As Businesses Cram More Workers into Office Space, Comfort and Privacy Are Sacrificed


crowdedofficeOffice space per employee is shrinking, and nowhere is that more evident than in New York.

In the past few years, office space per employee has been decreasing at an alarming rate. In 2010, the average American office had about 225 square feet per employee, but by 2012, that number had dropped to 176 square feet for every worker.

For some people, moving to a smaller office space is a punishment: this month, former New York State Assembly Speaker Sheldon Silver, who has been accused of accepting $4 million in bribes, got downgraded from plush accommodations in the Capitol to a couple of nondescript rooms in Albany’s Legislative Office Building.

But for most workers, having less space is just business as usual, especially in crowded urban areas like Manhattan.

The New York Times profiled online marketing company Yodle. As the business expands, workers find themselves sharing more space with their coworkers.

There also aren’t any private offices. Dafna Sarnoff, who’d worked as a VP at American Express, was shocked when she was hired on and had to sit at a desk in the office’s open layout.

Even the company’s chief executive, Court Cunningham, sits with his workers and says he has no desire for a private office.

While may some see this as a way to increase team building among workers and management, for most companies, it’s about cutting costs.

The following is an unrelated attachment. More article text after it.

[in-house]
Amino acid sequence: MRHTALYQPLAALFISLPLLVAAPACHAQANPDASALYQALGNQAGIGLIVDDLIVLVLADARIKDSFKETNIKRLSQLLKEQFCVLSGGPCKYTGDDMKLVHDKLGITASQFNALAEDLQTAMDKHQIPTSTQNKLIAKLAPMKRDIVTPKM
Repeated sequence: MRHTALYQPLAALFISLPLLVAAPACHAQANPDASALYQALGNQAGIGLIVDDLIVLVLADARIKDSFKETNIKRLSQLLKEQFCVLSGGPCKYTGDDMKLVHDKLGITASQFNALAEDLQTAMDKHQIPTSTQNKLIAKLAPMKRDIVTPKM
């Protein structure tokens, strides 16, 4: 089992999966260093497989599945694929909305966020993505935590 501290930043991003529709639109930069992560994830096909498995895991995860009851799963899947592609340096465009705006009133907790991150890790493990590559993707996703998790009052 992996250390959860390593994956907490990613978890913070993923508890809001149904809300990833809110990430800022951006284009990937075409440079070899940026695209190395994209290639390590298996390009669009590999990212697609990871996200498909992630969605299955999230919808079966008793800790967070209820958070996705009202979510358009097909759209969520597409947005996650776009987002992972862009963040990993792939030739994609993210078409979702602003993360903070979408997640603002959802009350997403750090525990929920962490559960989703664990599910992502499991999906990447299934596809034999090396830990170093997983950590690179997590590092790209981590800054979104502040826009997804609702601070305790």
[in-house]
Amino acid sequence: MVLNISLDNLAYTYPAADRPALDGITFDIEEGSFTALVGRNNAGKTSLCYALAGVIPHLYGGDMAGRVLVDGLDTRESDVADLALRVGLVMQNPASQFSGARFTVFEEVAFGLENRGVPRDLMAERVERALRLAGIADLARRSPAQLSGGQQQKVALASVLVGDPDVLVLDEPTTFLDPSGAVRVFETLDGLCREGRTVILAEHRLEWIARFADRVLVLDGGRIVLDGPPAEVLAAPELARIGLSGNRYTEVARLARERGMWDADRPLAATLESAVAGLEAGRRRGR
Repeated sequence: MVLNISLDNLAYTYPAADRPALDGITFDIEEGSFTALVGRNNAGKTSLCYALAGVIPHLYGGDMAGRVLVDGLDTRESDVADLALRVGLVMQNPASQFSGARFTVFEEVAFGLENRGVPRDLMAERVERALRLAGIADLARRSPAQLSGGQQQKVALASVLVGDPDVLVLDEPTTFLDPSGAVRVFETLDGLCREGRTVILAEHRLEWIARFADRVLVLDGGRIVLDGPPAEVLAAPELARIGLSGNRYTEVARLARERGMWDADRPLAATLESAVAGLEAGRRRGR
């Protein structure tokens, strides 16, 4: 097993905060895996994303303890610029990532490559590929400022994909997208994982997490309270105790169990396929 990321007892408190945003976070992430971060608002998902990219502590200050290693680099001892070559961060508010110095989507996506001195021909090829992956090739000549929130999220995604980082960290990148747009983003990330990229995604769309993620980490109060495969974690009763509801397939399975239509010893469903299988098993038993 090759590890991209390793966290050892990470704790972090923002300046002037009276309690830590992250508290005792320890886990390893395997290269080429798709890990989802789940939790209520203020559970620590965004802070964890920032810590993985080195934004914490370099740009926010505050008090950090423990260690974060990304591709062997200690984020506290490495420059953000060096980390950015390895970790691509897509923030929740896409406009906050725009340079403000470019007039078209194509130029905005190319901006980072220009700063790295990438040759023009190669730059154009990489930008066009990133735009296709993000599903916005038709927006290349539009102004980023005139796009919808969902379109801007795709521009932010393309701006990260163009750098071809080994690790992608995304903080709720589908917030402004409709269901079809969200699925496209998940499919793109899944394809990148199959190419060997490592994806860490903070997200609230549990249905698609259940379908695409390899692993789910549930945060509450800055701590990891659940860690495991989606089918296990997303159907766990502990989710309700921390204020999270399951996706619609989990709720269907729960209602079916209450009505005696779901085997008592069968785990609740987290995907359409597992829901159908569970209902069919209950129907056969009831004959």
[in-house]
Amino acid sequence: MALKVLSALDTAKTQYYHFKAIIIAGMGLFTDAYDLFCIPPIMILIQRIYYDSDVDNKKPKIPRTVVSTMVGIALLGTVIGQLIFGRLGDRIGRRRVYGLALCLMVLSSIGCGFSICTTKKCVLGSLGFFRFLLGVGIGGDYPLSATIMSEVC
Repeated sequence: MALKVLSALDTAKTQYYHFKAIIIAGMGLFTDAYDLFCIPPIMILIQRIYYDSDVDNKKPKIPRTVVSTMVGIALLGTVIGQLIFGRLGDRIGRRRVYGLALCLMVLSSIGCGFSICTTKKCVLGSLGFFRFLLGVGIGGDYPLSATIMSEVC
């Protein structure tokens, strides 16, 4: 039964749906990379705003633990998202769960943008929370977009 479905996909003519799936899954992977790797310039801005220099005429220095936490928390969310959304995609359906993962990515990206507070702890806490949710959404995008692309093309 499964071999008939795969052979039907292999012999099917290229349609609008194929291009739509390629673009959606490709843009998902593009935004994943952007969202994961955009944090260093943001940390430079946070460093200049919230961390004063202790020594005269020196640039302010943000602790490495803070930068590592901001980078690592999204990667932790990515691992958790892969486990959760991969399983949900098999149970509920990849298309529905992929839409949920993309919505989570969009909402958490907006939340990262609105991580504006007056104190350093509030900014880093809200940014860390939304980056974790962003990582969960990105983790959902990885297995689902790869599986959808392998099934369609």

Due to rising rents, Yodle has had to find ways to squeeze employees into tighter spaces. The average square footage per employee at the company has recently decreased from 137 to 122.

As more companies choose to downgrade or further limit their employees’ space, they may find themselves relying on office furniture installation services for more creative solutions.

“When a business considers conserving office space, several factors come into play,” says John Kiel, Vice President, Precision Office Furniture Installation. “Offices/work spaces could take on a utilitarian look which provides employees less space for personalization, less privacy, and increased noise levels. Some businesses use office space (size) as a “perk” for advancement within their organization. Businesses are embracing the flex-time concept for their employees as well as providing home offices. In doing so, this reduces the actual number of employees who physically work in the office. Furniture manufacturers are creating solutions for scaled down office/work spaces. They are maximizing the efficiency of the work space, which provides the appeal for employees and employer.”

But sadly, it’s not only the lack of space that can present challenges for workers. The close proximity to others can also lead to some embarrassing situations.

Bryan Langlands, an employee at architecture firm NBBJ, told the Times that privacy is non-existent in his office. When he told one co-worker that he needed to reschedule their lunch date due to his colonoscopy appointment, “About six people around me know — they heard,” he said.

Some employers are taking a more unique approach in designing their spaces by adding larger communal spaces, like conference rooms, or small “refuge rooms” to give employees a distraction-free work space.

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